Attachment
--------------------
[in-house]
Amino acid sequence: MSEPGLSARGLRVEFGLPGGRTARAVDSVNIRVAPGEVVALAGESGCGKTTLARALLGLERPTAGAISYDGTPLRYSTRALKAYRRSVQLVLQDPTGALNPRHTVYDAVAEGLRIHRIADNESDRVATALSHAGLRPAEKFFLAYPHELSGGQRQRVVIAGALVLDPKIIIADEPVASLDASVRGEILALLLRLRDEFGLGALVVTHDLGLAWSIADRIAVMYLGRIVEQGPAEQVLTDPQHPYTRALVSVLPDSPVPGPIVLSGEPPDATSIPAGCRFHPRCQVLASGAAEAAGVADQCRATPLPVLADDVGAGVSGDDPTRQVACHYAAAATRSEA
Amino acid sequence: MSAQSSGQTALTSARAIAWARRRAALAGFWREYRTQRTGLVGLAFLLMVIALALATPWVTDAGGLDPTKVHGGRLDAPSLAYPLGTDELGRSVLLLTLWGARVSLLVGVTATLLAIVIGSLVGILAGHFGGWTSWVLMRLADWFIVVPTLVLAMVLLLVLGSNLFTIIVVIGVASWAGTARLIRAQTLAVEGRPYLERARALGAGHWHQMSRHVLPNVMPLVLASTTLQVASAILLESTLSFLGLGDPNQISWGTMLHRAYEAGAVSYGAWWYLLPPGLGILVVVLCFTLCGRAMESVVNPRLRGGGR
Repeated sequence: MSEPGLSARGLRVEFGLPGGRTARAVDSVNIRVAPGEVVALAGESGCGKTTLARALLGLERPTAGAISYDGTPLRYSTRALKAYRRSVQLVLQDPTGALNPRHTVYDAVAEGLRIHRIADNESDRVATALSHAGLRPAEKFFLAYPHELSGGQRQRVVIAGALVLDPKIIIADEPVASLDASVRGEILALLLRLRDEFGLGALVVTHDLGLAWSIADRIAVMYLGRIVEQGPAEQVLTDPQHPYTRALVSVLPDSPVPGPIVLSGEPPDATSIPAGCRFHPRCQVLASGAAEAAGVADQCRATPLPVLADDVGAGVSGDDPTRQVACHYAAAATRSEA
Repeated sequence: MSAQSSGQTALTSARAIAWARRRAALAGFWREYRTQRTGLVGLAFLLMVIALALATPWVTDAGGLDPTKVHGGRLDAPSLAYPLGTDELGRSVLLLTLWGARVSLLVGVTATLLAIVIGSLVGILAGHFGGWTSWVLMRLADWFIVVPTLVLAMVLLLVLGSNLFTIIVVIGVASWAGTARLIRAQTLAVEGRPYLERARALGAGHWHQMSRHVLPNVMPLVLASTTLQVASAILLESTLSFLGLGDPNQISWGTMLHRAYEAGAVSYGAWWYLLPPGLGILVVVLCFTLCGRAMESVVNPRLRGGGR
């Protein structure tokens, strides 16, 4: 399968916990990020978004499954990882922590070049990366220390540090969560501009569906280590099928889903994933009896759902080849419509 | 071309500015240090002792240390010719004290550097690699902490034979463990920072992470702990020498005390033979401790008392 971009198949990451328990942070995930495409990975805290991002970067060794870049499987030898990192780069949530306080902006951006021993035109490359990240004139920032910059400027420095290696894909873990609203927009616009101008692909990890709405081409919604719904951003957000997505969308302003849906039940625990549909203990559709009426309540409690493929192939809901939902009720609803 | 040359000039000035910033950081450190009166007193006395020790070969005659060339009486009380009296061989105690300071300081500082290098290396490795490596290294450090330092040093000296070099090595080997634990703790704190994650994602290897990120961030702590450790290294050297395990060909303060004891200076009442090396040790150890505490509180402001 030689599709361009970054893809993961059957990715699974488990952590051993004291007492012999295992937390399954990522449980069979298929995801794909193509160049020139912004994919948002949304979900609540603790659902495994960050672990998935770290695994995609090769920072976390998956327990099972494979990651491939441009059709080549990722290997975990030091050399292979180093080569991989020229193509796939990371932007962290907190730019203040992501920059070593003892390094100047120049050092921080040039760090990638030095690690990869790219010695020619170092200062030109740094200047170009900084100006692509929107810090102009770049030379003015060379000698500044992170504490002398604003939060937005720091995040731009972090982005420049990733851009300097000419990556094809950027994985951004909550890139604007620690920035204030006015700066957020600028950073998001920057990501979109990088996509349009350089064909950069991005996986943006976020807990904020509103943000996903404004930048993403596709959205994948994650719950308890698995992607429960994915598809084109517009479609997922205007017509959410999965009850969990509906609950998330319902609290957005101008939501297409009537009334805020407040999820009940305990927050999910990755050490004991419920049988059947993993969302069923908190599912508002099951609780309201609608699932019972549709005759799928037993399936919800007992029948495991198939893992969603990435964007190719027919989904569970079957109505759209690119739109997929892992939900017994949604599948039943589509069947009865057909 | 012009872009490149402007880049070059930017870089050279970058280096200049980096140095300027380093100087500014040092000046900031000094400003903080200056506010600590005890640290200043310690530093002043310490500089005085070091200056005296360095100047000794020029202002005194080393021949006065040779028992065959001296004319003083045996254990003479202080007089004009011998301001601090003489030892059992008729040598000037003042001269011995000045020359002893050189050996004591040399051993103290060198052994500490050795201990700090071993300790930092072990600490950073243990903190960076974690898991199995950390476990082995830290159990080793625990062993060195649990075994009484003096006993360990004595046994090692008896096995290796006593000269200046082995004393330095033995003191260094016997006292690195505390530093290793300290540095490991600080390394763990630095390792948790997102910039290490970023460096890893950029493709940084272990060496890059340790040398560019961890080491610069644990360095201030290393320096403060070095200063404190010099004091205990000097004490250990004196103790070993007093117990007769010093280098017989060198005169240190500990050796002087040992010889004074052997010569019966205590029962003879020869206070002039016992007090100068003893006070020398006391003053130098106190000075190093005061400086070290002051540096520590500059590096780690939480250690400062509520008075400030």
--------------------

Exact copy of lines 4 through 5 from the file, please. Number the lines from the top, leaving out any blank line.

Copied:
Repeated sequence: MSEPGLSARGLRVEFGLPGGRTARAVDSVNIRVAPGEVVALAGESGCGKTTLARALLGLERPTAGAISYDGTPLRYSTRALKAYRRSVQLVLQDPTGALNPRHTVYDAVAEGLRIHRIADNESDRVATALSHAGLRPAEKFFLAYPHELSGGQRQRVVIAGALVLDPKIIIADEPVASLDASVRGEILALLLRLRDEFGLGALVVTHDLGLAWSIADRIAVMYLGRIVEQGPAEQVLTDPQHPYTRALVSVLPDSPVPGPIVLSGEPPDATSIPAGCRFHPRCQVLASGAAEAAGVADQCRATPLPVLADDVGAGVSGDDPTRQVACHYAAAATRSEA
Repeated sequence: MSAQSSGQTALTSARAIAWARRRAALAGFWREYRTQRTGLVGLAFLLMVIALALATPWVTDAGGLDPTKVHGGRLDAPSLAYPLGTDELGRSVLLLTLWGARVSLLVGVTATLLAIVIGSLVGILAGHFGGWTSWVLMRLADWFIVVPTLVLAMVLLLVLGSNLFTIIVVIGVASWAGTARLIRAQTLAVEGRPYLERARALGAGHWHQMSRHVLPNVMPLVLASTTLQVASAILLESTLSFLGLGDPNQISWGTMLHRAYEAGAVSYGAWWYLLPPGLGILVVVLCFTLCGRAMESVVNPRLRGGGR